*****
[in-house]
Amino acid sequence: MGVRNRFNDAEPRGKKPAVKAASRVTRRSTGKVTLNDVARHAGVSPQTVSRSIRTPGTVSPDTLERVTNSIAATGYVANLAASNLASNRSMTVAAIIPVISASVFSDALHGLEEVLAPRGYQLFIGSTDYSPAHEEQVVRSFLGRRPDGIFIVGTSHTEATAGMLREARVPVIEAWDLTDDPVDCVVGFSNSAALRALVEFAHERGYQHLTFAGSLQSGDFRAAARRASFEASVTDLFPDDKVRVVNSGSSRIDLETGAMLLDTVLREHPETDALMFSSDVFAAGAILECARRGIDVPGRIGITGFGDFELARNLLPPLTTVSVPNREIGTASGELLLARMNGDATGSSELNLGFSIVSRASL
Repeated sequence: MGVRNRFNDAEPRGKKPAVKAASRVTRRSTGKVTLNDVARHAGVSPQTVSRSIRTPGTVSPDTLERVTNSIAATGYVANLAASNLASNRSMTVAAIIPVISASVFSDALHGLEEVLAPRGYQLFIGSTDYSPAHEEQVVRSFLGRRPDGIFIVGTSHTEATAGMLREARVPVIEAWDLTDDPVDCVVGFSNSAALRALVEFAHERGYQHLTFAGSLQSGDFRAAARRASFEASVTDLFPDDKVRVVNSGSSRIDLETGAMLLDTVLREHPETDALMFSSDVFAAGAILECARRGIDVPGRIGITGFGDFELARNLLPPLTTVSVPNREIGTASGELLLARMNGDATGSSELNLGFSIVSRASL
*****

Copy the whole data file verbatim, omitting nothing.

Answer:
[in-house]
Amino acid sequence: MGVRNRFNDAEPRGKKPAVKAASRVTRRSTGKVTLNDVARHAGVSPQTVSRSIRTPGTVSPDTLERVTNSIAATGYVANLAASNLASNRSMTVAAIIPVISASVFSDALHGLEEVLAPRGYQLFIGSTDYSPAHEEQVVRSFLGRRPDGIFIVGTSHTEATAGMLREARVPVIEAWDLTDDPVDCVVGFSNSAALRALVEFAHERGYQHLTFAGSLQSGDFRAAARRASFEASVTDLFPDDKVRVVNSGSSRIDLETGAMLLDTVLREHPETDALMFSSDVFAAGAILECARRGIDVPGRIGITGFGDFELARNLLPPLTTVSVPNREIGTASGELLLARMNGDATGSSELNLGFSIVSRASL
Repeated sequence: MGVRNRFNDAEPRGKKPAVKAASRVTRRSTGKVTLNDVARHAGVSPQTVSRSIRTPGTVSPDTLERVTNSIAATGYVANLAASNLASNRSMTVAAIIPVISASVFSDALHGLEEVLAPRGYQLFIGSTDYSPAHEEQVVRSFLGRRPDGIFIVGTSHTEATAGMLREARVPVIEAWDLTDDPVDCVVGFSNSAALRALVEFAHERGYQHLTFAGSLQSGDFRAAARRASFEASVTDLFPDDKVRVVNSGSSRIDLETGAMLLDTVLREHPETDALMFSSDVFAAGAILECARRGIDVPGRIGITGFGDFELARNLLPPLTTVSVPNREIGTASGELLLARMNGDATGSSELNLGFSIVSRASL